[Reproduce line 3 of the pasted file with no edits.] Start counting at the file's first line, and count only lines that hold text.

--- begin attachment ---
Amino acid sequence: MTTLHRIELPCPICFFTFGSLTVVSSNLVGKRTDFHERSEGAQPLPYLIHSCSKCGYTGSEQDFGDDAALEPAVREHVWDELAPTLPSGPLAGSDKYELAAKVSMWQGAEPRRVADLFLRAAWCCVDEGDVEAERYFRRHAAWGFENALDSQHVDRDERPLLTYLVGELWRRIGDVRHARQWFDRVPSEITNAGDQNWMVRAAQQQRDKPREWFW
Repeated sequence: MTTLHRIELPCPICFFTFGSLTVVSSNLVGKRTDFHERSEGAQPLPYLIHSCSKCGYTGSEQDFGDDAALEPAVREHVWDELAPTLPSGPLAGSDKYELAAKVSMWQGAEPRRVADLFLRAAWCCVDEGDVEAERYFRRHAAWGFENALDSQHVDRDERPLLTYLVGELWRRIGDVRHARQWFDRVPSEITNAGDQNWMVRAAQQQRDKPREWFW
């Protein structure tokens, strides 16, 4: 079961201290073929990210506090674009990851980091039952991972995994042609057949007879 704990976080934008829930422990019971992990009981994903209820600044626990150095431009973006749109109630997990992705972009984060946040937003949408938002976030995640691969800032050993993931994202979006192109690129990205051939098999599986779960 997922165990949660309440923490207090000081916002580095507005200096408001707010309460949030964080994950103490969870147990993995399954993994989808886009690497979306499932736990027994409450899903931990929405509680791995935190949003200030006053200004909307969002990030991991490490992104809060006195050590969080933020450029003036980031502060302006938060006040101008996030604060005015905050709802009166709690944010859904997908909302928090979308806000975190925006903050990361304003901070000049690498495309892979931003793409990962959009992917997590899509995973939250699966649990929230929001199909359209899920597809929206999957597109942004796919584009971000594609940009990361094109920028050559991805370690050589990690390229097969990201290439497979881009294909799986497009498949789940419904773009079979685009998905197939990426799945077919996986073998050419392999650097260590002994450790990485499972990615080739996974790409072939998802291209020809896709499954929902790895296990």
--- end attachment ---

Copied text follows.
């Protein structure tokens, strides 16, 4: 079961201290073929990210506090674009990851980091039952991972995994042609057949007879 704990976080934008829930422990019971992990009981994903209820600044626990150095431009973006749109109630997990992705972009984060946040937003949408938002976030995640691969800032050993993931994202979006192109690129990205051939098999599986779960 997922165990949660309440923490207090000081916002580095507005200096408001707010309460949030964080994950103490969870147990993995399954993994989808886009690497979306499932736990027994409450899903931990929405509680791995935190949003200030006053200004909307969002990030991991490490992104809060006195050590969080933020450029003036980031502060302006938060006040101008996030604060005015905050709802009166709690944010859904997908909302928090979308806000975190925006903050990361304003901070000049690498495309892979931003793409990962959009992917997590899509995973939250699966649990929230929001199909359209899920597809929206999957597109942004796919584009971000594609940009990361094109920028050559991805370690050589990690390229097969990201290439497979881009294909799986497009498949789940419904773009079979685009998905197939990426799945077919996986073998050419392999650097260590002994450790990485499972990615080739996974790409072939998802291209020809896709499954929902790895296990």